Tooling and equipment for the factory began to be ordered and built in 2015. In July 2018, the build of the largest device, a 16 m (52 ft) tall × 41 m (135 ft) long × 13 m (43 ft) wide Ingersoll "Mongoose" cryogenic-tank and fairing fabrication machine, was completed after a three-year design/build process. It will be installed in the Florida facility in Exploration Park later in 2018.[37] As of September 2018, Blue Origin had invested over US$1 billion in its Florida manufacturing facility and launch site, and intends that much more going forward.[14][38]

Launch services

Blue will offer both single-payload dedicated flights and, after the fifth launch, dual-manifesting of large communications satellites to be transported to geostationary transfer orbit (GTO).[39] All contracted launches from the start will feature a reusable first-stage, so just like the practice in commercial aircraft transport, landing conditions can affect the timing and flight parameters of a launch.[39]

Launch service customers

By 2018, Blue Origin had contracts in place with four customers for New Glenn flights. Eutelsat, Thailand startup mu Space Corp and SKY Perfect JSAT have geosynchronous orbit communications satellite launches planned after 2020, while internet satellite constellation fleet operator OneWeb has an agreement for five launches.[28][29][40]

In January 2019, Telesat signed a multi-launch contract "to launch satellites for its future low-Earth-orbit broadband constellation on multiple New Glenn missions" and thus is Blue's fifth customer.[41]

Schedule-oriented launch cadence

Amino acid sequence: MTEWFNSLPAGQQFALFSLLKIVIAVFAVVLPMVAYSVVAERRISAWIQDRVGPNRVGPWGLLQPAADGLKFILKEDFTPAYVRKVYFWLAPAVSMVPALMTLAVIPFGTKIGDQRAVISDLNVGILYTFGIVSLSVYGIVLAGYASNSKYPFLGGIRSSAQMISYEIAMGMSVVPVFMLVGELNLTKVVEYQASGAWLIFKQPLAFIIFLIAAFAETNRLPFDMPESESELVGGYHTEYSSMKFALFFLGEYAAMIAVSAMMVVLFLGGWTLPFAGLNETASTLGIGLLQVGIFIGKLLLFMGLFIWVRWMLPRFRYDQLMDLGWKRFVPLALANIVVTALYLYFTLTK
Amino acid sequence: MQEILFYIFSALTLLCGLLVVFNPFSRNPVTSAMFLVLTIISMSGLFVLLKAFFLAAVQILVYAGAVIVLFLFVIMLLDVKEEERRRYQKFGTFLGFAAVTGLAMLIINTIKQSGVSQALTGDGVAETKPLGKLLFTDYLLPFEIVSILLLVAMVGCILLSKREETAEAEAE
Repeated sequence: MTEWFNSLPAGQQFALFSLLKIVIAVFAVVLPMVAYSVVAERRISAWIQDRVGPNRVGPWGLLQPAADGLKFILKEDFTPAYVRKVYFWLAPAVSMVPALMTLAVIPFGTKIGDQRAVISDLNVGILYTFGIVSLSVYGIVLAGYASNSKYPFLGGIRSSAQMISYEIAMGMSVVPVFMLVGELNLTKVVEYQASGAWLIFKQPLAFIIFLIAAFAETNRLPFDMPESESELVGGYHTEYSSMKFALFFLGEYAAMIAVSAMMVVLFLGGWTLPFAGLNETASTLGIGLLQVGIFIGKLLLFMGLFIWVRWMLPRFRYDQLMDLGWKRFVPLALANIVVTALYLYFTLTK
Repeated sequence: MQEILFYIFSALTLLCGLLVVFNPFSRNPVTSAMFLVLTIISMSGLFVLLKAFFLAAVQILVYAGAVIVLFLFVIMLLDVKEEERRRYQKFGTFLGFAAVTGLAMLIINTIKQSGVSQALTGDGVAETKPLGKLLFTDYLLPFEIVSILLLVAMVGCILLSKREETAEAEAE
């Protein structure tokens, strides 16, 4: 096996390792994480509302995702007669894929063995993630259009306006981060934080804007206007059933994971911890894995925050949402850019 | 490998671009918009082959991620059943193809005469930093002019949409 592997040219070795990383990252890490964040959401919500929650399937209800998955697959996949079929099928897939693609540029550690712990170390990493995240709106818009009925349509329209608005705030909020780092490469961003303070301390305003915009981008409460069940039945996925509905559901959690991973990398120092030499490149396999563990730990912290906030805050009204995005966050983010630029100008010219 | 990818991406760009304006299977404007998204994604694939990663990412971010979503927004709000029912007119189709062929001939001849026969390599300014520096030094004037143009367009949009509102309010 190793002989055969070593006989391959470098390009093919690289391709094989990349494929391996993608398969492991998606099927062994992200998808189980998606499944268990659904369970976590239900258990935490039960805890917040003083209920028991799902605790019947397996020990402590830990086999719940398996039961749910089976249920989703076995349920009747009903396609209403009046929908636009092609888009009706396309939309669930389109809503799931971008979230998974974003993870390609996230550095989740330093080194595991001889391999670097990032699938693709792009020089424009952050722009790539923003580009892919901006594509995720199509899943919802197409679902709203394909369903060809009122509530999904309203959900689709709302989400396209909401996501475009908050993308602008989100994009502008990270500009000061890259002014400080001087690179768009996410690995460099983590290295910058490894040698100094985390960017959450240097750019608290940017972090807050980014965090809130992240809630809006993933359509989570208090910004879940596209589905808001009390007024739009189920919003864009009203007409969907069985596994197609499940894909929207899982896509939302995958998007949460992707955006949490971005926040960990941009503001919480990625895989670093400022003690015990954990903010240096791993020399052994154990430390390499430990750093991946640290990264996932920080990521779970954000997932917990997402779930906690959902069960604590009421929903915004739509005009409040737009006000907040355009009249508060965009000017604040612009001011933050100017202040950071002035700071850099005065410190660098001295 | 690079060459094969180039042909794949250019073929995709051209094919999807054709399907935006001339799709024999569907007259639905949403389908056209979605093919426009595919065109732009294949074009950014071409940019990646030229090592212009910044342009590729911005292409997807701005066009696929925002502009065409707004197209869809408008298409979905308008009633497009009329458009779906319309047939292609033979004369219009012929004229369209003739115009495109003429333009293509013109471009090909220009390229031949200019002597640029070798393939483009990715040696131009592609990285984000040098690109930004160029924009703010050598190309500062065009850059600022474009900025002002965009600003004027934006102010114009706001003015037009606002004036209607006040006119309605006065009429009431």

Blue intends to contract for launch services a bit differently than contract options that have been traditionally offered in the commercial launch market. The company has stated they will contract to aim to have a regular launch cadence of up to eight times a year. If one of the payload providers for a multi-payload launch is not ready on time, Blue will hold to the launch timeframe, and fly the remaining payloads on time at no increase in price.[39] This is different from how dual-launch manifested contracts have been traditionally handled by Arianespace (Ariane 5 and Ariane 6) and Mitsubishi Heavy Industries (H-IIA and H3). SpaceX and International Launch Services can offer dual-launch contracts, but prefer dedicated missions.[39]


The development and manufacture of the New Glenn is being funded by Jeff Bezos, founder of,[5][42] and the Department of the Air Force. Initially funded entirely by Bezos, after 2019 New Glenn will also receive US$500 million in funding under the United States Space Force National Security Space Launch (NSSL) program.[43] By September 2017, Bezos had invested US$2.5 billion into New Glenn.[17]

See also


  1. ^ "Inside look at the New Glenn 7 meter fairing". Retrieved 25 January 2021.
  2. ^ a b c d e Berger, Eric (7 March 2017). "Blue Origin releases details of its monster orbital rocket". Ars Technica. Retrieved 8 March 2017.
  3. ^ a b c Foust, Jeff (7 March 2017). "Eutelsat first customer for Blue Origin's New Glenn". SpaceNews.
  4. ^ a b c d "Blue Origin delays first launch of New Glenn to late 2022". SpaceNews. 25 February 2021. Retrieved 25 February 2021.
  5. ^ a b c d e f Bergin, Chris (12 September 2016). "Blue Origin introduce the New Glenn orbital LV". Retrieved 13 September 2016.
  6. ^ a b c d Boyle, Alan (5 March 2016). "Jeff Bezos lifts curtain on Blue Origin rocket factory, lays out grand plan for space travel that spans hundreds of years". GeekWire. Retrieved 9 March 2016.